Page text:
Ahead of Manchester United’s Europa League semi-final, Sevilla boss Julien Lopetegui described the club as the ‘biggest team in the world’ [SkySports].
It’s a line United’s commercial team will often wheel out to fans, or investors, despite the lack of recent on pitch success.
So if United are so big, why do the club keep getting bested by a German team who have not won a league title since 2012?
You could almost set those aside, disappointing as they were, with the belief United would take Dortmund’s star asset away this summer, Jadon Sancho, and exert their strength in the process.
As it stands, United have bodged the pursuit of Sancho, failing to meet the German club’s deadline of August 10.
While United may believe Dortmund are bluffing, the German side are taunting the Red Devils.
It is not a good look for United to have been so publicly defeated over two transfer targets, and seemingly a third, all by the same club.
The club either lacks the pull it once did, or the higher-ups running United are incapable. Both may be true.
If the Haaland deal was unfortunate, and understandable given the mammoth agent fees paid to Mino Raiola and his dad, reported by Marca, if the striker really wanted to sign with United, he would have done so.
Haaland and Bellingham saw Dortmund as a better fit from a development point of view, but Sancho has already had two seasons learning his craft.
This was the summer he was primed to move on for a new challenge, yet Dortmund have outmaneuvered United when it comes to negotiating.
Do United need a ‘win’ over Dortmund?
It is debate whether United actually do need to get the better of Dortmund, when other deals can be done elsewhere.
The German side would surely love to generate a record transfer fee on their terms, for the financial health of their club in this current climate.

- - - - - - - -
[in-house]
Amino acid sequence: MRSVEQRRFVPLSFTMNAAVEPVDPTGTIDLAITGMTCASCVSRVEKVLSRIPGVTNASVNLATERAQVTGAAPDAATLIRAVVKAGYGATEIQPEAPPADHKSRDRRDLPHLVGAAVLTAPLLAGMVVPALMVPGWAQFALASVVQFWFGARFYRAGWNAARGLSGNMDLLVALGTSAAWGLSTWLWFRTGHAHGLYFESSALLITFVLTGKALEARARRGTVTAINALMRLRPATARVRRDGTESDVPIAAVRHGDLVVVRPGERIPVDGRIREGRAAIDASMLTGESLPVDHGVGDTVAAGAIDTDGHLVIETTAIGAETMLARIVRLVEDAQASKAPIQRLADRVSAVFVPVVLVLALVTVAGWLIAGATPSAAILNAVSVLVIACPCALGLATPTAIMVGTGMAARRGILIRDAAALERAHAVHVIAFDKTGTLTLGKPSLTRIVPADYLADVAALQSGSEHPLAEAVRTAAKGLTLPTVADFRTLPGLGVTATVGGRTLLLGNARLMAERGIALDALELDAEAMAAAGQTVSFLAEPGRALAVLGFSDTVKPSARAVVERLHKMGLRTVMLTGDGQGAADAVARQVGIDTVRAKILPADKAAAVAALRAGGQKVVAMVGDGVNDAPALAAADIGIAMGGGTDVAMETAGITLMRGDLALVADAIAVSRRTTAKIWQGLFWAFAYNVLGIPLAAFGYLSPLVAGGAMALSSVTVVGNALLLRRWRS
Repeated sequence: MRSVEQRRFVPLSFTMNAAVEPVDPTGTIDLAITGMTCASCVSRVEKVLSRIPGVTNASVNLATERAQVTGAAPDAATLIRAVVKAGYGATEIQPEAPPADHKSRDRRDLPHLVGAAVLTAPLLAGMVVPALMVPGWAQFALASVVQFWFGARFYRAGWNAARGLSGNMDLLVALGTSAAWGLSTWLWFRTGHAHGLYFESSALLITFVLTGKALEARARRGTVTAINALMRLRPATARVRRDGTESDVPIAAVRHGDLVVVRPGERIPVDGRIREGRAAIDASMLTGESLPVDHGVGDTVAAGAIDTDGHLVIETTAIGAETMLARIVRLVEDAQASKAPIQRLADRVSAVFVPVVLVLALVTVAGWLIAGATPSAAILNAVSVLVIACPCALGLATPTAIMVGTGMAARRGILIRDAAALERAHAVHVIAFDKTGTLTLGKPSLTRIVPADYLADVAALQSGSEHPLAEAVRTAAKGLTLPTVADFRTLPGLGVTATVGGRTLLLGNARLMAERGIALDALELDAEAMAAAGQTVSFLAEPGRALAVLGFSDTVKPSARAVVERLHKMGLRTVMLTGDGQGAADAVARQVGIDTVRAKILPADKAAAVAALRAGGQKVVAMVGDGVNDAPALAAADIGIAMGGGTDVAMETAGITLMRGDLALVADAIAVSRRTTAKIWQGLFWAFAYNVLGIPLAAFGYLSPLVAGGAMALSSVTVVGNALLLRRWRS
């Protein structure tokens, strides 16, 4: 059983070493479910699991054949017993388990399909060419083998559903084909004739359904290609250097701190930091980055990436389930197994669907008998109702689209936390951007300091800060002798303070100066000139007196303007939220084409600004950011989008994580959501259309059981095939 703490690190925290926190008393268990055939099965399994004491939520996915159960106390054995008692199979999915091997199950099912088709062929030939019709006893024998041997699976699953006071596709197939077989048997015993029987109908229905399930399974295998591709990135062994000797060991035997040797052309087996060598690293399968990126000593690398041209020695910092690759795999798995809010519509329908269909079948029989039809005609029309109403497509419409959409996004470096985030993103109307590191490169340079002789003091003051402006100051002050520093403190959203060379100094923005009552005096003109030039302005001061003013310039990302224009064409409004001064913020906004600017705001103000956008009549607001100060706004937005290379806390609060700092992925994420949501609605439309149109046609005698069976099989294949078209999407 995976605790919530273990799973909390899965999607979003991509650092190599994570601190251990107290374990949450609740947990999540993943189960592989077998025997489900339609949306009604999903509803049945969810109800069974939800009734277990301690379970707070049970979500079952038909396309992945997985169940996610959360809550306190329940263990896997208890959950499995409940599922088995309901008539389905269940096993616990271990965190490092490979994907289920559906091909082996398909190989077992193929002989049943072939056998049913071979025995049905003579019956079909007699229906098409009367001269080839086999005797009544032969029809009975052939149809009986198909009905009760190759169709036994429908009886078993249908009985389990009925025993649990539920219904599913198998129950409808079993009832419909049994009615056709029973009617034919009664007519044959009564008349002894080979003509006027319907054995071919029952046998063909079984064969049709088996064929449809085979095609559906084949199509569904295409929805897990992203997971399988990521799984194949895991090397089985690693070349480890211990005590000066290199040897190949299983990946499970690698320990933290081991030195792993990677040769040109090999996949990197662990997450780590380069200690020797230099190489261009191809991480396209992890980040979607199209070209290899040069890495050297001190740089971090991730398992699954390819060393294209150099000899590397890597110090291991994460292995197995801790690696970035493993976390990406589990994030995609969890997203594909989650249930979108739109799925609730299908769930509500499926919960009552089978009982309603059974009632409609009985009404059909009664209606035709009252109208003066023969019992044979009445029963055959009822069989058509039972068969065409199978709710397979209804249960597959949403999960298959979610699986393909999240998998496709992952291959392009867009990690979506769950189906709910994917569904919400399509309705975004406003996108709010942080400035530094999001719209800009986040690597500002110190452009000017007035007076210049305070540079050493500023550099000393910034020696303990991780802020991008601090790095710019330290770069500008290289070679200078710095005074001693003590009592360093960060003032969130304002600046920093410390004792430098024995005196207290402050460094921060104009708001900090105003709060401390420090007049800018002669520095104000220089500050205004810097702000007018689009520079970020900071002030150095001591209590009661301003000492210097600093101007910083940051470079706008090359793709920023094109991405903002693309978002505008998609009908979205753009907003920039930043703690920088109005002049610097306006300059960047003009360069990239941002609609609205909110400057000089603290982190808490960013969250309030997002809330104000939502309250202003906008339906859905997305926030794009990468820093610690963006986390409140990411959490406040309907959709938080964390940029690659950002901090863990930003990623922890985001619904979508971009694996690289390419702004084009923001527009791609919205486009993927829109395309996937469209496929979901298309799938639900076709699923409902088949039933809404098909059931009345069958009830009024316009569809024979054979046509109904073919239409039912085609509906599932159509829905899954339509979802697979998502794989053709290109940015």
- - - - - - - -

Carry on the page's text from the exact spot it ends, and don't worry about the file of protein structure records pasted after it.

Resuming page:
If United go and pay up to sign other top transfer targets, it will not matter as much. The Red Devils are a Champions League club again, and should continue to build, Sancho or no Sancho.
For positive PR and optics, it would be great for United to get the better of a club who have become a major thorn in our side over the past year.
Haaland and Bellingham were two players the club pursued intensely, and long-term alternatives have not been found.
In the future, United may seek to take advantage of the buyout clause in Haaland’s deal and swipe him away for the £63 million it is possible to do so when it becomes active in 2022 [Standard].
A desire to one-up Dortmund may prompt United to return to the negotiating table over Sancho with renewed vigour.
While Dortmund will feel a staggering fee for Sancho to be a success, for United there is only one route to victory, and that is by signing the player.
Being forced to look elsewhere will mean admitting defeat.
The biggest club in the world? Not when you are second best to the second best team in Germany.
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